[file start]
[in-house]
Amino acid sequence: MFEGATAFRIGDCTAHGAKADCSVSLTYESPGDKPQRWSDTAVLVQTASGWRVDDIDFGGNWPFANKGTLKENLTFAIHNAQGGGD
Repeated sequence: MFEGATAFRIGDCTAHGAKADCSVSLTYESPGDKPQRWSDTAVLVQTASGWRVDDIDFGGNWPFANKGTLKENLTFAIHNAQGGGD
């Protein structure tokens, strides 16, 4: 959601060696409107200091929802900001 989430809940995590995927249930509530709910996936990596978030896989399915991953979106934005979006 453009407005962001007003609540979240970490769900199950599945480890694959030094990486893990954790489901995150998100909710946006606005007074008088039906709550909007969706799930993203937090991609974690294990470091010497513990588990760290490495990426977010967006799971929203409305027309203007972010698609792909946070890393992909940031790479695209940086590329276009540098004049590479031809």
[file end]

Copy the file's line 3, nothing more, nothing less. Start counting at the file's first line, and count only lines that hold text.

Repeated sequence: MFEGATAFRIGDCTAHGAKADCSVSLTYESPGDKPQRWSDTAVLVQTASGWRVDDIDFGGNWPFANKGTLKENLTFAIHNAQGGGD